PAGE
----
Relevant and timely, Abby. My son made things into guns before we realized he knew what it was, too. Brené’s article is great. Thanks for posting!


Abby December 19, 2012 at 9:33 am

Thanks, Stacy. Brene always knows what to say. 🙂


Kathleen Basi December 19, 2012 at 9:27 am

My first didn’t do that at all…until he started school. Now he’s got both him and his little brother doing it. I keep telling them, “Stop, we don’t point those at people.” But although my insides quail, I have to think this is really our problem and not theirs. Boys have always done this and the vast majority of them don’t ever hold a real gun in real life.


Abby December 19, 2012 at 9:35 am

Interesting. I was always surprised when my boys did it since we never talk about guns. But I guess they pick up on stuff from other kids. And you’re right that it’s probably more our issue than theirs.


Kathy at kissing the frog December 19, 2012 at 5:23 pm

With four boys, I share your philosophy to the letter. I was never going to let anyone buy my boys guns, etc..etc…, but somehow it just happens that they learn about guns and I’ll be darned if I know how. We have the talk all the time, too, and they will say, “But it’s just pretend, Mom.” This is what scares me. What about when it’s real?


Abby December 20, 2012 at 10:06 am

I hear you, Kathy. 4 boys – wow!


Angie Mizzell December 21, 2012 at 2:31 pm

So I read this, and came back to it when I finally had something to offer. Yes, my boys pretend to play with guns. Meaning they take other things and pretend they are guns. I don’t love this, but I keep my eye on them. They don’t have toy guns (aside from a nerf gun that I tossed when the darts got lost and the summertime water pistols) and I try to remind them that real guns can hurt people, don’t point in people’s faces, etc. The biggest thing I teach my sons is that it’s not okay to hurt people. Not okay. In any way. Those who have the right own guns should keep them locked up. If their gun falls into the hands of someone who shouldn’t have that gun, it’s on them.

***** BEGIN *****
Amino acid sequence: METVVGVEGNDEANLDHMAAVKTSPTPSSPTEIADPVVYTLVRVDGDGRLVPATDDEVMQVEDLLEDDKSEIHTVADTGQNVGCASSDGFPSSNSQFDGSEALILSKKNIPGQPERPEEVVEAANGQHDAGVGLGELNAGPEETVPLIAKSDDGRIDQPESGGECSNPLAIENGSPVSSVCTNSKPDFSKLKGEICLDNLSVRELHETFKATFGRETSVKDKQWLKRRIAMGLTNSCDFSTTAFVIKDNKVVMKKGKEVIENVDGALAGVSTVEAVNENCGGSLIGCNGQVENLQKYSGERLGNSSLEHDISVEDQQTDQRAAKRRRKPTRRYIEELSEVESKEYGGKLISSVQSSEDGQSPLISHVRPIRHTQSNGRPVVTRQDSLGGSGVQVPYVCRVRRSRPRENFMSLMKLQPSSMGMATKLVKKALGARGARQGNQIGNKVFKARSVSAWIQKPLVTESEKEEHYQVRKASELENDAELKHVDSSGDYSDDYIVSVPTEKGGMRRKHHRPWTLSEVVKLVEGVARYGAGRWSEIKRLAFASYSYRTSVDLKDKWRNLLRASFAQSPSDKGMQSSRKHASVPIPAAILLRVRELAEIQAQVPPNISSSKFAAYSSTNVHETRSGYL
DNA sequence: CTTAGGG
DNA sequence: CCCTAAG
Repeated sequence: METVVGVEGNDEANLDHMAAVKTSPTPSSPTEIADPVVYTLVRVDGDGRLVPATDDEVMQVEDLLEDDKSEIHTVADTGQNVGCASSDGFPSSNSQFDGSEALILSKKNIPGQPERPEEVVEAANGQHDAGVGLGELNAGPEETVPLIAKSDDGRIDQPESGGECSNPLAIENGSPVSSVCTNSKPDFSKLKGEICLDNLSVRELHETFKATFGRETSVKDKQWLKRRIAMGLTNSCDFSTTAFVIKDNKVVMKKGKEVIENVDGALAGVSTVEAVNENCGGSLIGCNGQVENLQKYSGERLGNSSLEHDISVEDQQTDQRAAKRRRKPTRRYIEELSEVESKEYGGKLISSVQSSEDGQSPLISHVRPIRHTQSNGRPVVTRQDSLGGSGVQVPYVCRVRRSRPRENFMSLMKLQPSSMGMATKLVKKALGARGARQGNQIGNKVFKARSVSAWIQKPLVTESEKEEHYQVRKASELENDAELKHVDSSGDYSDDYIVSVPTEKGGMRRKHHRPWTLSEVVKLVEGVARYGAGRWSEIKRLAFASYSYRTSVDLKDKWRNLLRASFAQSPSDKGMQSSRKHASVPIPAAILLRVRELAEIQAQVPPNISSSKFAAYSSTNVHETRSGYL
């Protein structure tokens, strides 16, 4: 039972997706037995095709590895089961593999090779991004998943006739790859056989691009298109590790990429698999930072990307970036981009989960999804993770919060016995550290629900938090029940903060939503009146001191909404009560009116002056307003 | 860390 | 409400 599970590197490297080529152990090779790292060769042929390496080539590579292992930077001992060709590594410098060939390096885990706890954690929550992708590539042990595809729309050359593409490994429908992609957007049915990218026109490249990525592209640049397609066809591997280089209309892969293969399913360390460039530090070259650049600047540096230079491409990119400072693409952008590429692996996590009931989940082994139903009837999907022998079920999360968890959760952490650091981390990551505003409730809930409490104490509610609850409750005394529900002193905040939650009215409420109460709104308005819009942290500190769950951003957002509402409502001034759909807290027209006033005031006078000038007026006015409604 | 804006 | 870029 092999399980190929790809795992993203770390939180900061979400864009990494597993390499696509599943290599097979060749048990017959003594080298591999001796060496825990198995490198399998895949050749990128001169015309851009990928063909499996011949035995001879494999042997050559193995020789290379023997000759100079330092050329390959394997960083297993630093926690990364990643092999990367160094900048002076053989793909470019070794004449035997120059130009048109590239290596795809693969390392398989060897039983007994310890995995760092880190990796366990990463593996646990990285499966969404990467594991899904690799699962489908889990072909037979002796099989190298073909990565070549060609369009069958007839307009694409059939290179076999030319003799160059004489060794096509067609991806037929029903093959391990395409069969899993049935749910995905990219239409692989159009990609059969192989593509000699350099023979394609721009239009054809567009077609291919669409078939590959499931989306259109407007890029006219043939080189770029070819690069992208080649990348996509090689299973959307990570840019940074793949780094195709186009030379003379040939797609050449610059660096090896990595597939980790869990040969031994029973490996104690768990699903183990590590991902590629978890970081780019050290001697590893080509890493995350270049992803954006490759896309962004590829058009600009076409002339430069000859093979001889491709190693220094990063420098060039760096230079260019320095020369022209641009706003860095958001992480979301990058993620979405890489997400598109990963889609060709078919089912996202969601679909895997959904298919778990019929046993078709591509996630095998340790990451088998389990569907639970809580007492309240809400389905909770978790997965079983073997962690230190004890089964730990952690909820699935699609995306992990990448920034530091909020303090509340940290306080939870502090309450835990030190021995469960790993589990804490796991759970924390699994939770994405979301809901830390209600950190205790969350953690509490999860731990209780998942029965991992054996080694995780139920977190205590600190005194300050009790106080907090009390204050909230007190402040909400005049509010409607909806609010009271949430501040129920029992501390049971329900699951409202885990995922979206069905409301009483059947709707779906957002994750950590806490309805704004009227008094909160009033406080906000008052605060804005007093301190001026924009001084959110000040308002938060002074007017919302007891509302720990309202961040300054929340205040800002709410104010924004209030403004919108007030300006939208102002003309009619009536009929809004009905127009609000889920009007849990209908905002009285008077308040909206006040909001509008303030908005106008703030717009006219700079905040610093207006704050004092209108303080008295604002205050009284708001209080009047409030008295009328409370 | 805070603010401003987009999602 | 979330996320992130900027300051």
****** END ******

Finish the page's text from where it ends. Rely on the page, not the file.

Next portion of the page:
Abby December 21, 2012 at 5:06 pm

My boys continue to ask me stumpers, though, like “Well, why do they even make guns, then?” If you ask me, that’s a good question.


Stacy October 14, 2013 at 12:16 pm

I have to say I am a pro-gun person. But I think that people with mental illnesses shouldn’t have access, kids should be taught to respect the guns, and kids should know that guns are deadly. But its not just guns. We were watching a cartoon and a guy feel down, a jeep ran over him, and the guy got back up and started running again. My 5 yr old said that was his favorite part and I had to pause the movie to explain that vehicles weigh a lot and getting ran over isn’t funny.